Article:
Philip Green and his wife have agreed to provide up to £30m of additional funding to cushion the impact of proposed rent reductions on landlords, in the latest attempt to secure their support for a controversial restructuring of his Arcadia fashion empire.
Arcadia said in a statement that the Greens would provide up to £10m a year over three years to offset cuts in rent demanded across 194 out of the mogul’s 500 UK stores, which include branches of Topshop, Burton, Wallis, Miss Selfridge and Dorothy Perkins.
The rent cuts are part of a company voluntary arrangement, an insolvency mechanism designed to allow companies to restructure their financial liabilities.
Under the proposed amendment revealed on Friday, the landlords who would have suffered a 70 per cent reduction will have that lowered to 50 per cent, while those who had been asked to drop by 30 per cent will have to cut by 25 per cent.
Arcadia will pay rents according to the original CVA schedule, with the difference topped up by payments direct from Sir Philip and Lady Tina, the ultimate owner of Arcadia.
On Wednesday, Sir Philip suffered a setback when a creditor meeting called to approve the proposals had to be adjourned. An unknown number of the seven separate CVAs failed to reach the 75 per cent threshold required for approval.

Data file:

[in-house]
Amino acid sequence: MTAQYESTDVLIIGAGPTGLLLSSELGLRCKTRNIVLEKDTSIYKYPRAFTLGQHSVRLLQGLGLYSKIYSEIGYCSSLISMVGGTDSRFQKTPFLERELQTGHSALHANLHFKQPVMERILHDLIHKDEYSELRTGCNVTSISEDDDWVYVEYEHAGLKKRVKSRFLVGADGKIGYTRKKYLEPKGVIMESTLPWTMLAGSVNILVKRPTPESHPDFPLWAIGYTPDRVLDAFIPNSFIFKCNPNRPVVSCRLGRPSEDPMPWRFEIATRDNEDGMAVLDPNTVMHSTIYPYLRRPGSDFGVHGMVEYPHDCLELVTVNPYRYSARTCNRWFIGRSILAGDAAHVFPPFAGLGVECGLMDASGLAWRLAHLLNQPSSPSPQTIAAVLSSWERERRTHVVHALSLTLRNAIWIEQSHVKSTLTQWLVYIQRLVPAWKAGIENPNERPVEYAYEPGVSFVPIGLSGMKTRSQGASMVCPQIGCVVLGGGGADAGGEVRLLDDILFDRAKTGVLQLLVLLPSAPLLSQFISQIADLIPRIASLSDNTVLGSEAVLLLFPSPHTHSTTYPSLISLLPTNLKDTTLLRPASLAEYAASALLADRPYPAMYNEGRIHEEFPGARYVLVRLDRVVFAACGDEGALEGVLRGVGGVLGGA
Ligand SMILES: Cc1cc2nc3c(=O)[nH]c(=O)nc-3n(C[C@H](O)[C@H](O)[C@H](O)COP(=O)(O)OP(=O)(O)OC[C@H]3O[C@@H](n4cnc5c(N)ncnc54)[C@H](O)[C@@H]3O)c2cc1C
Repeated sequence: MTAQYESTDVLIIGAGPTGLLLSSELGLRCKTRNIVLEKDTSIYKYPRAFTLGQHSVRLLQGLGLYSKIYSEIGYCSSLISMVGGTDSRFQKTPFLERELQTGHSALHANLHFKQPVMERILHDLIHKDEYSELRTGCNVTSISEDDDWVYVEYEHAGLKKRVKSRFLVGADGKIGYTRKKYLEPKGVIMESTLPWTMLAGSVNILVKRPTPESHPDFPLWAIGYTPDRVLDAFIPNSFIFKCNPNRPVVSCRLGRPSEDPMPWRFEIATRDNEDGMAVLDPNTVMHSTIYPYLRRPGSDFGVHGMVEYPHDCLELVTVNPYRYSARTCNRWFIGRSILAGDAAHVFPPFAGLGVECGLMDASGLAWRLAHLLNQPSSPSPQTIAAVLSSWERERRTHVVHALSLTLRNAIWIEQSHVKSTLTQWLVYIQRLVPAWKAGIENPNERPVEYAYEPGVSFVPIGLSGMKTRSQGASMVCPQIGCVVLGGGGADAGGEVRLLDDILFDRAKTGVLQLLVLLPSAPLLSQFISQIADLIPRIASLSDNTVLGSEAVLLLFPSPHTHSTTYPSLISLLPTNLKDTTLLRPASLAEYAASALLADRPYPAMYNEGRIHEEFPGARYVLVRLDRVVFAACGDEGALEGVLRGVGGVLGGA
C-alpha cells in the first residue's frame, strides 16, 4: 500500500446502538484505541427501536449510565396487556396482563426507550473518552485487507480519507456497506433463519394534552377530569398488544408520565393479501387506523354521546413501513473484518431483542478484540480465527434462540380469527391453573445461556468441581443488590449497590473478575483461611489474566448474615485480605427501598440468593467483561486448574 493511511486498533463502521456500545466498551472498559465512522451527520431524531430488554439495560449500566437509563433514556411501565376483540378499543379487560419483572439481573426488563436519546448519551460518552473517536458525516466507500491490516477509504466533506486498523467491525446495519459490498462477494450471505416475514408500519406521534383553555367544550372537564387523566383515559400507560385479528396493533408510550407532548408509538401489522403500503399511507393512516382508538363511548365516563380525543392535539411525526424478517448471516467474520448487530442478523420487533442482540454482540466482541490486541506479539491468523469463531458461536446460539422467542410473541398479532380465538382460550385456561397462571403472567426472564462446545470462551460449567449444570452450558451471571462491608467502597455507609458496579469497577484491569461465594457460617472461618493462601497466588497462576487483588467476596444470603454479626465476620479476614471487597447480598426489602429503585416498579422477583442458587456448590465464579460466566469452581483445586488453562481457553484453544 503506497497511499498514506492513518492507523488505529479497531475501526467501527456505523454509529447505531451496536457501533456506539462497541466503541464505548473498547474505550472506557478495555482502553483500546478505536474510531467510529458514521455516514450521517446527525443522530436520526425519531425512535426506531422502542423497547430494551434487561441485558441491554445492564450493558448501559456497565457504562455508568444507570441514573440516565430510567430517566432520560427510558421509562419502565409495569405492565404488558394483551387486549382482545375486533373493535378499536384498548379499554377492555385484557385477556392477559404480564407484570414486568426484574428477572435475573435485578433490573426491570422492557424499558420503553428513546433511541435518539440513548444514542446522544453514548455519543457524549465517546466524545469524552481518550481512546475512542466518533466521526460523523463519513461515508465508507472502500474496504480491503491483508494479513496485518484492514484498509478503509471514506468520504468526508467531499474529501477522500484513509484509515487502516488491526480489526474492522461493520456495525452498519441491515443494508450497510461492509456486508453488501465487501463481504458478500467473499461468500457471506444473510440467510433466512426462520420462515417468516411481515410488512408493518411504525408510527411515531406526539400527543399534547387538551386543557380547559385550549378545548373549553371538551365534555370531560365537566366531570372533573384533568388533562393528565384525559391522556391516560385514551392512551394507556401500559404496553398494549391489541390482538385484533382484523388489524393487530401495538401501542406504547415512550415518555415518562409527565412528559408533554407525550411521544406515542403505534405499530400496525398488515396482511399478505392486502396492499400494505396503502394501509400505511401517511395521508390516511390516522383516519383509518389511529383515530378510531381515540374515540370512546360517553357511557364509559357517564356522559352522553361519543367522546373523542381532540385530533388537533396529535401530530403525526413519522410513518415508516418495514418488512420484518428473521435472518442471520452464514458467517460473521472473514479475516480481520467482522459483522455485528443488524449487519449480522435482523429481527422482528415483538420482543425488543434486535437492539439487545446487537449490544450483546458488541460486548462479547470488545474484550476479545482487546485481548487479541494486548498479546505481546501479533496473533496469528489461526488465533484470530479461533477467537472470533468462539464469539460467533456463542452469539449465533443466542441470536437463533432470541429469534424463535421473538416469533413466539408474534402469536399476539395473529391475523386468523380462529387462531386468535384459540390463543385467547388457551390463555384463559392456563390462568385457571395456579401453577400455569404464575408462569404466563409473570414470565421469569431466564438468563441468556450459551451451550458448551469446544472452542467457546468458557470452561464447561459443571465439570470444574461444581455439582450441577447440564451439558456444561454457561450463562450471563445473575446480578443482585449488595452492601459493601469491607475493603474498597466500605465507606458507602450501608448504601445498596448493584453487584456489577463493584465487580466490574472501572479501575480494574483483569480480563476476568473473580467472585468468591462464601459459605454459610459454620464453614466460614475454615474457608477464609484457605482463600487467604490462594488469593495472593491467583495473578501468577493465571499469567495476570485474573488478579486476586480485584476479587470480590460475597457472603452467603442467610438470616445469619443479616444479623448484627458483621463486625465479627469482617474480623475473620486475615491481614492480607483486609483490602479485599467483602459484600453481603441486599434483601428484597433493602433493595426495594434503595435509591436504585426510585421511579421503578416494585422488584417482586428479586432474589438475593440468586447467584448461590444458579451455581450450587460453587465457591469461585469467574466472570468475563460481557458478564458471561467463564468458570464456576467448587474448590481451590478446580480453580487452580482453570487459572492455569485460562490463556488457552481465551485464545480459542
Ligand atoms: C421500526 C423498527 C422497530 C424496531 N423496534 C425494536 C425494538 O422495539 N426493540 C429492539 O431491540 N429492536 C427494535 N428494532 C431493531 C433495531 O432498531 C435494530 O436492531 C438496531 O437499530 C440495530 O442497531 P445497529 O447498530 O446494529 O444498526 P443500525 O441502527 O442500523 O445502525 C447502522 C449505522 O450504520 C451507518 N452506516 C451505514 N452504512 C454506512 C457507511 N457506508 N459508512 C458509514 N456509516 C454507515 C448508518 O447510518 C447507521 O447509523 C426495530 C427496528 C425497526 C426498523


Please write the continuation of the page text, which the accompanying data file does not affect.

Arcadia won the support of big landlords such as British Land and Hammerson, according to people briefed on their votes, but was unable to convince others such as Land Securities, Intu, Aberdeen Standard and Aviva, while smaller landlords were also divided on whether to back the plans.
The main sticking points, as reported by the Financial Times on Thursday, were the extent of the rent cuts demanded and the short lease breaks. Landlords are also concerned that other tenants will demand reduced rents if they are granted to Arcadia group stores.
“Having already secured the support of our pensions trustees, trade creditors and a significant number of landlords, we hope these final revised terms will ensure the majority of landlords support the CVA at next week’s vote,” said Ian Grabiner, Arcadia’s chief executive.
The Greens have also agreed to make good Arcadia’s proposed reductions in pension contributions, at a cash cost of £75m, and contribute an additional £25m. Lady Tina will inject an additional £50m of equity, most of which will go towards funding a landlord compensation scheme.
If the latest proposals are accepted, the total personal cost to the Greens of rescuing Arcadia will be almost £180m, not including a £50m loan that Lady Tina has also extended to the group. Some landlords still compare that sum unfavourably to the billions extracted from Arcadia in dividends and other payments since the Greens acquired it in 2002.
People briefed on the changes said landlords would be given more time to find alternative tenants before they exercised break clauses. The current CVA allows a landlord to serve notice on a tenant for up to 180 days after the CVA comes into effect, but that will now be extended to 270 days.
Creditors are set to reconvene next week to vote again on the proposals. The company has already warned in stark terms that it faces administration — and the possible loss of up to 18,000 jobs — if the proposals are not approved.
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